The Drinks: A short list of beers, including a few Asian brands, available in bottles, cans or on tap; a few house wines; and a rotating selection of cocktails that, like the food, have a Japanese spin.

The Place: Garage grunge meets Art Deco, with a hit of neon. Han and his father decorated the eclectic space with salvaged finds, like the chairs and the prescription sign hung above vintage cabinets, along with metalwork from the now closed Swish by Han.

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New Reviews

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Review: Bar Fancy, Jonathan Poon’s new snack bar on Queen West, is an easy win

(Image: Gizelle Lau)

(Image: Gizelle Lau)

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Bar Fancy 2 star
1070 Queen St. W., 416-546-1416
Bar Fancy 2 star
1070 Queen St. W., 416-546-1416

With Chantecler, Jonathan Poon proved he could make an ambitious restaurant work in down-and-out Parkdale. His latest project is comparatively easy: a casual snack and drinks place, reached down an alley, smack in the middle of the Queen West bachelorette party district. It’s casual in the extreme: tables are small and closely packed, baseball capped servers crank the volume on Young Americans, and there’s not a mixologist for miles (the drinks list is, for this ’hood, impressively cheap and limited to bar rail and microbrews). Food comes on melamine plates but is coyly posh: smoky shaved ham shoulder and extra-old cheddar with crusty bread, slices of royal gala and a dipping pot of flowery honey; minerally malpeques with a Vietnamese-inspired sauce; and deep fried chicken in a thin, five-spiced batter. His chicken wings, coated with a Szechuan numbing salt that builds with each bite until your mouth burns like a five alarm fire, seems like a cruel joke on the street’s punters.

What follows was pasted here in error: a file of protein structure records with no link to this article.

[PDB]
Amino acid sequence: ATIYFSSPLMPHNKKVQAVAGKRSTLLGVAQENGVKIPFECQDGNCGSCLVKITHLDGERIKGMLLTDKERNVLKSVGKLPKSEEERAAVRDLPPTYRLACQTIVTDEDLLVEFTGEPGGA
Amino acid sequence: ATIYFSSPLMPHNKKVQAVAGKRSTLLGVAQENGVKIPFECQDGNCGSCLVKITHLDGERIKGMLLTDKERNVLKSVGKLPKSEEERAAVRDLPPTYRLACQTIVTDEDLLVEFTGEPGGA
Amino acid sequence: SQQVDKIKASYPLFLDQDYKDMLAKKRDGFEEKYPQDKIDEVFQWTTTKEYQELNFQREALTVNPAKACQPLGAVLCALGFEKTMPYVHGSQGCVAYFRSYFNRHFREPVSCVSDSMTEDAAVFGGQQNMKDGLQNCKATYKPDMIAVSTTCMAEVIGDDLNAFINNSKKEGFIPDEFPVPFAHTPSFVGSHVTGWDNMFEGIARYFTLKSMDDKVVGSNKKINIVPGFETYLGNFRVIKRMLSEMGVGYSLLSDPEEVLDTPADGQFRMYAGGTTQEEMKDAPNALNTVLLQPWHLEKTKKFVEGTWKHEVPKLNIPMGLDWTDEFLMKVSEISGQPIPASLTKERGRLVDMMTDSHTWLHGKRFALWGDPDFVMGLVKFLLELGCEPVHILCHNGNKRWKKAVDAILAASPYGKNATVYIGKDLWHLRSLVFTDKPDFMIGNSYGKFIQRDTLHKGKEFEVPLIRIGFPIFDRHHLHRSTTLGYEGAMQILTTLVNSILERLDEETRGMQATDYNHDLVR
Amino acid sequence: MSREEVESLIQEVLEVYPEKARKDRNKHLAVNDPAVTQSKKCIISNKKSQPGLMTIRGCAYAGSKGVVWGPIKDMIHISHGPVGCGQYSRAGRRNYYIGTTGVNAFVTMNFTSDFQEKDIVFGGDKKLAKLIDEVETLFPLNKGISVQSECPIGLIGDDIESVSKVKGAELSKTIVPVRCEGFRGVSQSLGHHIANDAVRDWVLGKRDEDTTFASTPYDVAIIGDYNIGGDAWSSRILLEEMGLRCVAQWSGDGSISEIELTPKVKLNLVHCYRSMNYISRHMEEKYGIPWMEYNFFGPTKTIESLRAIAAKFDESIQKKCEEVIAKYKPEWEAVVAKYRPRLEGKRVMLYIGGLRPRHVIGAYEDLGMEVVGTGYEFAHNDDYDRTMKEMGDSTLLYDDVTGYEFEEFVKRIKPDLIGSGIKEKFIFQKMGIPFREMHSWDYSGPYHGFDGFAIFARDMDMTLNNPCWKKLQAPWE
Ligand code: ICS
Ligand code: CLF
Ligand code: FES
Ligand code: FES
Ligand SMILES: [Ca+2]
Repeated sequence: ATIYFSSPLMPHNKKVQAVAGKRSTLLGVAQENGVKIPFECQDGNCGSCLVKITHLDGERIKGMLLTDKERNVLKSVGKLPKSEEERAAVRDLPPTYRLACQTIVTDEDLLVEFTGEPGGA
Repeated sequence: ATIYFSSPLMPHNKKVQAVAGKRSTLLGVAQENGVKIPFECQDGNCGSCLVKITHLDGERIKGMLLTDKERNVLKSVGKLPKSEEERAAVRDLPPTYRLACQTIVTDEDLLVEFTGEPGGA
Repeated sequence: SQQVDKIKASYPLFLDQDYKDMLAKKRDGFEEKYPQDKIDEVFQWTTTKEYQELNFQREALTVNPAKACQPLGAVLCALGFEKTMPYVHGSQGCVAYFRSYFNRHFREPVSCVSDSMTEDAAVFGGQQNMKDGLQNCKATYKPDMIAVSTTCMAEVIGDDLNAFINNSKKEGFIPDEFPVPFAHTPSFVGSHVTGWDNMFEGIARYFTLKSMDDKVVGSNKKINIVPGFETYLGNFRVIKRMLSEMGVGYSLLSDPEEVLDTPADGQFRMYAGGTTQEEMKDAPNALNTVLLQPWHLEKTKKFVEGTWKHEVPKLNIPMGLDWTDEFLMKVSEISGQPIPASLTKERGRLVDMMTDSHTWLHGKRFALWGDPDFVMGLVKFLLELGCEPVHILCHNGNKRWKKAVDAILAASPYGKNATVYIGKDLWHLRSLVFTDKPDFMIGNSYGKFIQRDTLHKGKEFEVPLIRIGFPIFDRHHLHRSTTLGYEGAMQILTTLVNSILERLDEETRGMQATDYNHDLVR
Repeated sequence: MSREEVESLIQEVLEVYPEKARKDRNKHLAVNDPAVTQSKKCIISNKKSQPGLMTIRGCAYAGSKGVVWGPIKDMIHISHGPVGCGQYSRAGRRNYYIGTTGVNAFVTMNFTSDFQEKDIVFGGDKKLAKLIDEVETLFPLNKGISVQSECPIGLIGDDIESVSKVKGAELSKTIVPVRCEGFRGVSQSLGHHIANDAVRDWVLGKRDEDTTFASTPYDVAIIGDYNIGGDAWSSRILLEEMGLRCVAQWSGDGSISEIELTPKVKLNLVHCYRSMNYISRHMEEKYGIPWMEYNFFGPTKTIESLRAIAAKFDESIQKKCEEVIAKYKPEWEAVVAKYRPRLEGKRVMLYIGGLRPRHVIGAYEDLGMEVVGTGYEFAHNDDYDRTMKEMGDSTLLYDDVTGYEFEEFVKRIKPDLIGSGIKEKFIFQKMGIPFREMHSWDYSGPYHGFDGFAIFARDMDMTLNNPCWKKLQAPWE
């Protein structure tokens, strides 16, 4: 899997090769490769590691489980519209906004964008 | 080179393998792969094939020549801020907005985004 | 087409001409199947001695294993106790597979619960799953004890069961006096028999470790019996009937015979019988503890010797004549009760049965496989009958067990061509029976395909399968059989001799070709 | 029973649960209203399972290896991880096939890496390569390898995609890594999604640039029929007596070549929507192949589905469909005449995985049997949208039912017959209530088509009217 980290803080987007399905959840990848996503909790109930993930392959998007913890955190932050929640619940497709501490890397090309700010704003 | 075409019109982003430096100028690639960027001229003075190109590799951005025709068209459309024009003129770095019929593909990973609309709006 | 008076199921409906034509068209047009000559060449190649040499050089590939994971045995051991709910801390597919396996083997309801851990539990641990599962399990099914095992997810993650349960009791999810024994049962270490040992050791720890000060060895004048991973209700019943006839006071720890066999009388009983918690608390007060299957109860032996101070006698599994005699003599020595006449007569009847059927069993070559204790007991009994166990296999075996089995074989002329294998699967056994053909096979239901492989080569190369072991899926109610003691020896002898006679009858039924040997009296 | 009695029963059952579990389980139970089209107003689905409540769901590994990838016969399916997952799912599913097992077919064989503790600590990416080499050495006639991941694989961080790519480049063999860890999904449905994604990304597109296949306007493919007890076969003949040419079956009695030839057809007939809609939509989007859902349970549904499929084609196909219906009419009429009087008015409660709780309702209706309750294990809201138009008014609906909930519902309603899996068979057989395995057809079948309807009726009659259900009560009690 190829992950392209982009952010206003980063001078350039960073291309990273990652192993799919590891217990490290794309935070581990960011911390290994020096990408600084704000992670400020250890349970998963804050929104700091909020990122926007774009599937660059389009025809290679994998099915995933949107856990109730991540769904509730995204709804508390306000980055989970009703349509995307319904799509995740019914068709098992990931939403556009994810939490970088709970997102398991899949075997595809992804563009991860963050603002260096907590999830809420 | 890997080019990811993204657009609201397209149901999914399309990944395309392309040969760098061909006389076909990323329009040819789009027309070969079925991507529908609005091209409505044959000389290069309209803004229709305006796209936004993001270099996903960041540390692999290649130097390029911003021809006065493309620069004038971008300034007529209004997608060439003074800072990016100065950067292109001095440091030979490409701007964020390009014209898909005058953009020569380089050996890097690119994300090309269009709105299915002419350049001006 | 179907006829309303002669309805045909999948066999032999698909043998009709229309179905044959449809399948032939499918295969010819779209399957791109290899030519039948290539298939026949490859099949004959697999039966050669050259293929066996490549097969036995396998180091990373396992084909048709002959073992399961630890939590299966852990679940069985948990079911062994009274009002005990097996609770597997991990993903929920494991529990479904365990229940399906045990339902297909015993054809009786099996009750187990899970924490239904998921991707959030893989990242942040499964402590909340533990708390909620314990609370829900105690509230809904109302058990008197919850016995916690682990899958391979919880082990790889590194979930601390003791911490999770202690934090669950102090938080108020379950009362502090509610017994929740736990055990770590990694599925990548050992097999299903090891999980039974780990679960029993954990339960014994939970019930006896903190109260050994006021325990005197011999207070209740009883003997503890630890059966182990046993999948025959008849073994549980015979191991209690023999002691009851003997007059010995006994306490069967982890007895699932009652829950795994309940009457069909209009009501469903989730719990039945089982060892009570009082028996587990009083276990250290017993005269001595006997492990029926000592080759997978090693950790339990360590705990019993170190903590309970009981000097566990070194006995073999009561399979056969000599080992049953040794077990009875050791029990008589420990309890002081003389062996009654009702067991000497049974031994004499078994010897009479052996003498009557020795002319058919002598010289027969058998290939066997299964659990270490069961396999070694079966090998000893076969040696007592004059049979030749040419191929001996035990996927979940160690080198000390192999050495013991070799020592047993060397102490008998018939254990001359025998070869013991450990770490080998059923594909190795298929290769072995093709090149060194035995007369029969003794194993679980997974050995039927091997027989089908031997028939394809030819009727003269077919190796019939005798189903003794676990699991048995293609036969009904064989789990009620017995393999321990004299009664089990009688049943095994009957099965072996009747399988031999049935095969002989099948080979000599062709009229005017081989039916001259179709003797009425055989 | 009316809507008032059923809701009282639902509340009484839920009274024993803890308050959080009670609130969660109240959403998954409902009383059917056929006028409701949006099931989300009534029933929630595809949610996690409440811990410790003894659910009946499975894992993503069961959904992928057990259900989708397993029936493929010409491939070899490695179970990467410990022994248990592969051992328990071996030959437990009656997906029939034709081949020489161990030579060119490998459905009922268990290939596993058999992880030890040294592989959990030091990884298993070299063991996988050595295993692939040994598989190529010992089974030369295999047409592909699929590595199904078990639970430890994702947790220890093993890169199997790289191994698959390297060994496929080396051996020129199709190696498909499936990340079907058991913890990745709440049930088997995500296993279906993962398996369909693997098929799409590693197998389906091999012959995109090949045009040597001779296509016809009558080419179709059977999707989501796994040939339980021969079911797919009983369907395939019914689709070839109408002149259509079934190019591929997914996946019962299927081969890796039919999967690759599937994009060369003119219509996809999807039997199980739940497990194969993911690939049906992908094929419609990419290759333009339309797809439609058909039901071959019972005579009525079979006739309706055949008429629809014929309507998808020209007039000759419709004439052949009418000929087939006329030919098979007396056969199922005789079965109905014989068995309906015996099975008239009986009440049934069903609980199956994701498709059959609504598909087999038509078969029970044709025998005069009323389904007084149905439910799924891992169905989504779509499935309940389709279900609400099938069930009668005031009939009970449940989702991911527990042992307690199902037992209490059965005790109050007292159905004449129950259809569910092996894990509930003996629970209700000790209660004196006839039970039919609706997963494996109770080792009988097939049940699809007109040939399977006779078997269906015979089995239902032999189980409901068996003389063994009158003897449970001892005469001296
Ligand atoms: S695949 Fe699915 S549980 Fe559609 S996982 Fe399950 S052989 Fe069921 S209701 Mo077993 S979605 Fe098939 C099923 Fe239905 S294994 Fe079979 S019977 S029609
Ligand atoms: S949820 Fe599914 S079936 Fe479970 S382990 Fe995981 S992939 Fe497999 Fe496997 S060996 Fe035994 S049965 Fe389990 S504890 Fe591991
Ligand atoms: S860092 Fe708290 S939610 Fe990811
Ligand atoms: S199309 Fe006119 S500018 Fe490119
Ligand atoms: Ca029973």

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New Reviews

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Review: Dandylion brings intricate, Scandinavian-influenced dishes to Queen West

(Image: Renée Suen)

(Image: Renée Suen)

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Dandylion 2 star ½
1198 Queen St. W., 647-464-9100
Dandylion 2 star ½
1198 Queen St. W., 647-464-9100